Patients with alcohol use disorders and their concerned others: Concordance of lived experience as amoderator of treatment outcomes

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Journal of Studies on Alcohol and Drugs







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Objective: Growing up with an adult withanalcohol use disorder (AUD) is common and negatively affects adult functioning. This study examined twoquestions concerning the livedexperience of growing up in ahome with AUD. Method and Results: The first question asked how adults entering AUDtreatment (n =402) who had this lived experience (58%) compared to those who did not (42%) on indicators of alcohol use severity. Patients with lived experience reported alcohol use at ayounger age, more times having been arrested and charged,and greater risk for future substance use. The second question examined concordance between patients and their concerned others on this lived experience (n =277 dyads) and patients’ treatment outcomes 3months later. The associations between patients’ lived experience and better treatment outcomes were stronger when patients’ concerned others had aconcordant lived experience. When patient–concerned other dyads reported concordant lived experiences at baseline, patients had lower substance use and risk scores at the 3-month follow-up than when the dyads reported discordant livedexperiences with regard to growing up in ahome with AUD; effect sizes were small. Conclusions: Concordance and discordance on this lived experience could be considered in treatment planning for patientswith AUDand theirconcerned others. Provid-ers could ask about each member’s childhood and aim interventions at helping dyads discuss their childhoods in ways thatvalidate each other’s needs and provide emotional support, without stigmatization. Delivery may consider relationship type (spousal or other) and be in educational or treatment sessions that include the dyad orone member. (J. Stud. Alcohol Drugs, 82, 395–400, 2021).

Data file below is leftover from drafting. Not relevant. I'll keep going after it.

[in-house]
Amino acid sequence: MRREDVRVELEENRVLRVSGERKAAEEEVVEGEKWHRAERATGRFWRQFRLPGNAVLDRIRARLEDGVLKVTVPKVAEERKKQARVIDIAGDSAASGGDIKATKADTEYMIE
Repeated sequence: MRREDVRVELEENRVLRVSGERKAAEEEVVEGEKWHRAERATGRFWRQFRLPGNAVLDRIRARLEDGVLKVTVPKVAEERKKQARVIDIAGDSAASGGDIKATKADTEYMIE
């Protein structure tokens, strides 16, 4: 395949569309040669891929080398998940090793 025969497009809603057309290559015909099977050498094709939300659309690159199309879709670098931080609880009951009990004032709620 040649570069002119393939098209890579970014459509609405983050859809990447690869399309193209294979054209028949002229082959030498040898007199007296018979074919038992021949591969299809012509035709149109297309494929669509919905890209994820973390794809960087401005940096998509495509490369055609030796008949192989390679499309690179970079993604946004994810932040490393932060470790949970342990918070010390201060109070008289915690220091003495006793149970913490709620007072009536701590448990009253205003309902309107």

Funding Number

R01 AA024136 01A1

Funding Sponsor

National Institute on Alcohol Abuse and Alcoholism